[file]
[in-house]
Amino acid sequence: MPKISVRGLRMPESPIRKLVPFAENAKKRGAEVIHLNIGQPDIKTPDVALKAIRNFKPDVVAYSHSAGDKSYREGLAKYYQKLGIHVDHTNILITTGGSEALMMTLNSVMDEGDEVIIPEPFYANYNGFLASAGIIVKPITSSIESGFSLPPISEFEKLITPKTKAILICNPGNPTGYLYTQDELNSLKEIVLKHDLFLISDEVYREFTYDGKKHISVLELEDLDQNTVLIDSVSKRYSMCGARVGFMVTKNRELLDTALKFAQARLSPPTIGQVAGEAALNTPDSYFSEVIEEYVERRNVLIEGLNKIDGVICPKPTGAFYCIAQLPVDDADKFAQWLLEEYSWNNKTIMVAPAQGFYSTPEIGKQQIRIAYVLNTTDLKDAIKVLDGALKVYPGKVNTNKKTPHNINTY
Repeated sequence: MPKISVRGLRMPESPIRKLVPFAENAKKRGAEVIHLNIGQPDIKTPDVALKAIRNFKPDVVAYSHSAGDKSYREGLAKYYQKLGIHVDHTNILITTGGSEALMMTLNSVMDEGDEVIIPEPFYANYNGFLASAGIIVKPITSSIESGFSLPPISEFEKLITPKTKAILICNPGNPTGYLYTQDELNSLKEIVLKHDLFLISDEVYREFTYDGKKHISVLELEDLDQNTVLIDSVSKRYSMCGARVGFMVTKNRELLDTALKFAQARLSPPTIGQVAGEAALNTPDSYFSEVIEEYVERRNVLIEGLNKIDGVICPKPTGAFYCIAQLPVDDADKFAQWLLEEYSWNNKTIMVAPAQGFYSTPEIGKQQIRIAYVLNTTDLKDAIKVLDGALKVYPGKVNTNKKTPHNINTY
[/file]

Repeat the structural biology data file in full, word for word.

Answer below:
[in-house]
Amino acid sequence: MPKISVRGLRMPESPIRKLVPFAENAKKRGAEVIHLNIGQPDIKTPDVALKAIRNFKPDVVAYSHSAGDKSYREGLAKYYQKLGIHVDHTNILITTGGSEALMMTLNSVMDEGDEVIIPEPFYANYNGFLASAGIIVKPITSSIESGFSLPPISEFEKLITPKTKAILICNPGNPTGYLYTQDELNSLKEIVLKHDLFLISDEVYREFTYDGKKHISVLELEDLDQNTVLIDSVSKRYSMCGARVGFMVTKNRELLDTALKFAQARLSPPTIGQVAGEAALNTPDSYFSEVIEEYVERRNVLIEGLNKIDGVICPKPTGAFYCIAQLPVDDADKFAQWLLEEYSWNNKTIMVAPAQGFYSTPEIGKQQIRIAYVLNTTDLKDAIKVLDGALKVYPGKVNTNKKTPHNINTY
Repeated sequence: MPKISVRGLRMPESPIRKLVPFAENAKKRGAEVIHLNIGQPDIKTPDVALKAIRNFKPDVVAYSHSAGDKSYREGLAKYYQKLGIHVDHTNILITTGGSEALMMTLNSVMDEGDEVIIPEPFYANYNGFLASAGIIVKPITSSIESGFSLPPISEFEKLITPKTKAILICNPGNPTGYLYTQDELNSLKEIVLKHDLFLISDEVYREFTYDGKKHISVLELEDLDQNTVLIDSVSKRYSMCGARVGFMVTKNRELLDTALKFAQARLSPPTIGQVAGEAALNTPDSYFSEVIEEYVERRNVLIEGLNKIDGVICPKPTGAFYCIAQLPVDDADKFAQWLLEEYSWNNKTIMVAPAQGFYSTPEIGKQQIRIAYVLNTTDLKDAIKVLDGALKVYPGKVNTNKKTPHNINTY